You Could Be A King‘ seems to be going full cheese. It starts like Take My Breath Away. Then it breaks into a faster part akin to Footloose before settling on the verse. Not a lot of guitar for the verses in this one. I’m not sure I like the effects on the vocals. Some of the vocals and melodies here… there’s no way we can’t compare with Springsteen. I think that’s the style they’re going for, but I’ll leave it for you to decide how successful it is. I do like the 80s strained vocal style, even though it’s so easy to ridicule. Nice middle break which reminds me of Bryan Adams – What’s It Gonna Be specifically. I’m not paying much attention to the lyrics, but this seems to be a positive encouraging message. There’s a country twinge to it too. This was the softest song so far, as commercial MOR 80s rock as you can get. Very American too.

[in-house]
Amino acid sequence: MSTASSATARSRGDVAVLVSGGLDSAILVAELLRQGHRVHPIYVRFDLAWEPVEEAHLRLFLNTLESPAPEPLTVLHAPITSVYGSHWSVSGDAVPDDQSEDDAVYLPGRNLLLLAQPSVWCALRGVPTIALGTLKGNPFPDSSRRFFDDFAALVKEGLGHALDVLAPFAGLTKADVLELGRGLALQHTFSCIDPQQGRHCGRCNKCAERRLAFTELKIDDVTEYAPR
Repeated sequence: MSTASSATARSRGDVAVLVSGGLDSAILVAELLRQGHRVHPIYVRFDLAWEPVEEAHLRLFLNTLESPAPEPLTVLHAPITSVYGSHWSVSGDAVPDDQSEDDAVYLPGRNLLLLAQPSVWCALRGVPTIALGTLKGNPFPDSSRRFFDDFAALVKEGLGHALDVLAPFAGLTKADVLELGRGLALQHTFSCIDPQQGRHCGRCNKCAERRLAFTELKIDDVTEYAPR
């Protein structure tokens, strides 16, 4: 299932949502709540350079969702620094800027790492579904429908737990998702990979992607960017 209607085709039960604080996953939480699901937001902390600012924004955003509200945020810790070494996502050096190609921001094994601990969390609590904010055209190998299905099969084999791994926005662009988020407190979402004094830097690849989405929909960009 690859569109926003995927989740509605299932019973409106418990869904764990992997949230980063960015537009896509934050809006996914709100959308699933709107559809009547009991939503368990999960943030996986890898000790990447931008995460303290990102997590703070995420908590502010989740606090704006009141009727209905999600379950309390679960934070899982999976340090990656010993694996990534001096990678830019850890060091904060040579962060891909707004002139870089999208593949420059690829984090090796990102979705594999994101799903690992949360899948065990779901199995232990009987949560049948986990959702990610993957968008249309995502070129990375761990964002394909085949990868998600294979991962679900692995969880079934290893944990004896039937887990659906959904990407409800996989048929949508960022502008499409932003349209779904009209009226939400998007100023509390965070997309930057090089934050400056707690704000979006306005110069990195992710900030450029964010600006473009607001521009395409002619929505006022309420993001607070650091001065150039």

After The Storm‘ starts with a lot of synth and is just begging me to shout ‘I! I JUST DIED IN YOUR ARMS TONIGHT!’ Jeepers, then it does another bit of Bryan Adams rhythm thievery as this verse sounds exactly like Can’t Stop This Thing We’ve Started. That is bizarre. Actually, that song came a couple of years after. I wonder if Adams or Mutt Lange heard this. Unfortunately the album is getting more cheesy as it goes along, at least so far. Some of these backing vocals sound like a Southern Gospel choir. Good solo though and those tiny progressive elements remain; like after the solo we get a plaintive quieter vocal with gospel backing. Going back to the chorus is less exciting, but those backing vocals keep the chorus interesting. WTF. Hold on a sec – as the song has an extended coda with more of those backing vocals, I had to google the singer as there’s no way that’s Smith. And the name is Stevie LANGE. Could it be? Stevie Lange for those in the know, is Stevie Vann, a famous backing vocalist on many 70s and 80s hits and appeared in one of my favourite movies The Monster Club. But most importantly here, she was married to Mutt Lange, who I mentioned above, and has worked with Bryan Adams. Have I just uncovered some previously unknown case of theft, imitation, flattery, Illuminati bullshit? Almost certainly.